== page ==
What’s your dream job? Probably to be a permanent co-host on The View SLASH writer, producer, occasional director and cameo maker for a show I created and film in NY— I’d get to be young & wild & free in The Big Apple. I’d get to yell about all my opinions about pop culture and current events and talk about myself ON NATIONAL TELEVISION and meet cool people every day for an hour. Then, I’m done by noon, and I’d jet over to the studio in Queens and tell all the amazing people I employ what to do.
A job you would never want? Personal publicist. God bless mine. I don’t know how she does it. Actors are crazy people.
So, how did you get this job? I went on an audition for a pilot in November of 2008. I was then told I received a “callback” for this audition. I show up to this “callback” only to be greeted with more girls than were at the initial audition—a callback typically implies a narrowing down of the contenders. I read again. I am told that I have another callback! This time I’m wary, but my manager assures me that they like me and that’s why they keep calling me back. I go again—more new faces. I was not only confused, I was pissed. Did they have any memory of seeing me TWICE already? Alas, I read the same sides in the same way I had before, I get no notes once again. I get a FOURTH callback, and by that point, the whole thing was hilarious to me so I was kind of excited to go and see all the new competition. Turned out, this one was an actual callback—there were only seven or eight girls waiting. I feel vindicated. I go in, STILL NO NOTES. Disheartened and confused, my manager tells me I am going in for a screen test. I figure I’m being Punk’d.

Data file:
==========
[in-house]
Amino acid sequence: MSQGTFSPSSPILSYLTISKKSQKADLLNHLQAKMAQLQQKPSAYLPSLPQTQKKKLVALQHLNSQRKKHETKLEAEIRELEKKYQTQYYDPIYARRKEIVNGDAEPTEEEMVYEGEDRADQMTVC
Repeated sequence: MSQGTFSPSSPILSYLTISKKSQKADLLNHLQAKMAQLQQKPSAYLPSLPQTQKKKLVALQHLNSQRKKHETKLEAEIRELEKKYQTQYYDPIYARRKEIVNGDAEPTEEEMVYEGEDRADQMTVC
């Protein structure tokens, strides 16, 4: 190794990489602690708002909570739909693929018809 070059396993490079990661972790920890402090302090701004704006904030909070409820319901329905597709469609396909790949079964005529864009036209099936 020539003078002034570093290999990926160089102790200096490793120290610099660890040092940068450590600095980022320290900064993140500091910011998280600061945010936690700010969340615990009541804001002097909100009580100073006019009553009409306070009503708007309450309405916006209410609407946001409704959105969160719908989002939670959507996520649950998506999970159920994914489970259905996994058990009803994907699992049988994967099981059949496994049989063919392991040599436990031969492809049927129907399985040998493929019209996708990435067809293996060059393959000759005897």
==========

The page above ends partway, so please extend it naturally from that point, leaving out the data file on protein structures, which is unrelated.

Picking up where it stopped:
SCREEN TEST 1: Two other girls are testing. They are 10 and 11-years-old—I was 17. The only note I get is to “simplify” and to turn my t-shirt around because the front makes me look too old. I would have figured that was the end of the road, but I had wised up by then.
SCREEN TEST 2: Only one of the child competitors returns. I wear my backwards t-shirt and do my best. I read once and received zero notes. Now I want this job SO badly, solely so I’d have this story to tell with a redeeming happy ending. Also, they fucking owed it to me. It was the least they could do.
I go home, am completely paralyzed, in agony staring at my phone for LITERALLY A MILLION HOURS (about 45 minutes) until my manager calls me and takes LITERALLY TWO MILLION HOURS (probably a minute) to tell me the news is good. It was the weirdest, most confusing, most roller-coastery audition process I’ve ever had. But in the end, I got my story, so whatever!
I should add: I went in to every one of these readings with my own set of fake braces. To this day, I believe the only reason I booked this job was because of them.
Follow Eden on Twitter, and check out her fun word nerd side project, The Emotionary.